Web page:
Australia's immigration minister Peter Dutton has been accused of seeking "Trump-like powers" to review foreign visas.
The Australian government wants to introduce a process to revalidate the health, character, employment and contact information for some long-term visa
holders, as part of its plan to trial a 10-year visa for Chinese nationals.
If "adverse information" is found about a recipient during that check they could lose the visa.
The opposition Labor Party supported the idea of revalidation for the long-term visa but was now worried the proposed powers could go much further, with one MP warning it could represent a slide into fascism.
"Ultimately Labor cannot give Trump-like powers to a minister who has such a high desire to see a divided Australia," shadow immigration minister Shayne Neumann told Parliament.
"Labor won't support a bill that could see whole groups of people targeted on the basis of their place of birth, passport or religion."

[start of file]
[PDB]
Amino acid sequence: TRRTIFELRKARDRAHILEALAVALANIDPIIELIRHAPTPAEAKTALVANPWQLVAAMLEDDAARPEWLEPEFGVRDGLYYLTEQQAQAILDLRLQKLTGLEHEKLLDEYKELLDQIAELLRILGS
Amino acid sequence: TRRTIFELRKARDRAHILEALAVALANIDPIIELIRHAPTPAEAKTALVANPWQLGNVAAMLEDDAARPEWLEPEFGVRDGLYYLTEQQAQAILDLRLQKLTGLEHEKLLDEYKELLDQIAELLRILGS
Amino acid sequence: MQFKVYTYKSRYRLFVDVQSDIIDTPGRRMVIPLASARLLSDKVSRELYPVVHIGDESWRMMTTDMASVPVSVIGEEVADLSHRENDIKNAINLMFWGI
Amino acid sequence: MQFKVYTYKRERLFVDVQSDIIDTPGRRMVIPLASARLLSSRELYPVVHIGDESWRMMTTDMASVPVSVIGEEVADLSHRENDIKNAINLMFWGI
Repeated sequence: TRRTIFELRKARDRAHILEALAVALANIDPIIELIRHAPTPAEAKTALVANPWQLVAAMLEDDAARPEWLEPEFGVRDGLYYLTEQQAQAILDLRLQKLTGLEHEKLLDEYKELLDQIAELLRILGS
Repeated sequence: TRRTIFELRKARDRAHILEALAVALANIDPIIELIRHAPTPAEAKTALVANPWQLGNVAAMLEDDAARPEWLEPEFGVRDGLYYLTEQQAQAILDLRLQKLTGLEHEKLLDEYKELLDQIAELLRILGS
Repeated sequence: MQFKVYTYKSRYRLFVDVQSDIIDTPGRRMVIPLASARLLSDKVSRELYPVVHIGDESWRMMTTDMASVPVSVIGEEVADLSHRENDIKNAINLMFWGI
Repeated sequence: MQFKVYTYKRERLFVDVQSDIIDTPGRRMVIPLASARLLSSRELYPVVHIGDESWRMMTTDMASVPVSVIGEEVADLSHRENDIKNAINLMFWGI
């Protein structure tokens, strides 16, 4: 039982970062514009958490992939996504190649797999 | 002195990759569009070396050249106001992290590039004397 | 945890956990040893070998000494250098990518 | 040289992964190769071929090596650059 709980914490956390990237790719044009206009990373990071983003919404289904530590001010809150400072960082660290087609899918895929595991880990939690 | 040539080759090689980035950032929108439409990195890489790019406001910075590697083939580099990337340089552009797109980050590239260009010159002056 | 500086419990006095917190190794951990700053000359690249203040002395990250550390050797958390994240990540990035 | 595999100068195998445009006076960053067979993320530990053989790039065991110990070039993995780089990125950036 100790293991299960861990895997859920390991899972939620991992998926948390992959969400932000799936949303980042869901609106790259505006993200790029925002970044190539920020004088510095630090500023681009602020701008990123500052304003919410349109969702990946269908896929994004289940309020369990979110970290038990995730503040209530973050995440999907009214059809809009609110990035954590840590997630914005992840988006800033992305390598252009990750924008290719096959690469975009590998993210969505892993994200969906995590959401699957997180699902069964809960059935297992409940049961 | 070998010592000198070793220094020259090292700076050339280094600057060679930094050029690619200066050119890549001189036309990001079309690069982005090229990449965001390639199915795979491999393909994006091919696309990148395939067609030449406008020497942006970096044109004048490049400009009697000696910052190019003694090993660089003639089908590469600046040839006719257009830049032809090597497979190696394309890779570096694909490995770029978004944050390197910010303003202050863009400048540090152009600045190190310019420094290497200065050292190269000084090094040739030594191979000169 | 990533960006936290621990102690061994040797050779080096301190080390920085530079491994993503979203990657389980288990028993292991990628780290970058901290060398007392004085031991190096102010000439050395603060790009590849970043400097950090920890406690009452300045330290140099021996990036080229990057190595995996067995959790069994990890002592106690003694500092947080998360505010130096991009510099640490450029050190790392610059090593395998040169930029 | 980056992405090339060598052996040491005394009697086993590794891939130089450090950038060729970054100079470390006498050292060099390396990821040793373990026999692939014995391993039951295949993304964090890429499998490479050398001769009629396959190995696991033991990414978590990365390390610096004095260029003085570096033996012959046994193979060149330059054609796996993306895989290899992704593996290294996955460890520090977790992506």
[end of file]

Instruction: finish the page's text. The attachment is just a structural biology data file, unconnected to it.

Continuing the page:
Mr Neumann said Labor was in favour of the pilot programme to grant Chinese nationals the 10-year visitor visa, which is designed to help boost tourism and develop Northern Australia.
But he said as the bill was currently written, Mr Dutton could order a similar revalidation check on visa holders from any "class of persons" if he thought it was in the public interest.
Mr Dutton rejected the Opposition's claims, saying Labor previously supported the measure.
He said he spoke with Mr Neumann over the weekend and Labor was broadly supportive of the proposal.
"There was an issue in relation to one minor change, one aspect that they wanted, and we said no. I said we're not going to allow that amendment, and there has been no talk whatsoever or religious concerns or the sorts of hype that we've heard in the last 24 hours."
Mr Dutton said the bill had nothing to do with Donald Trump's controversial immigration ban.
It was introduced before Mr Trump was elected US President, he said.
The Opposition did not issue a dissenting report when the bill was approved by a Senate committee late last year, but in the context of the United States government's proposed travel bans on migrants from seven Muslim-majority countries it has clearly hardened its view.
That means the government will need the support of the Senate crossbench to pass the bill once it reaches the upper house.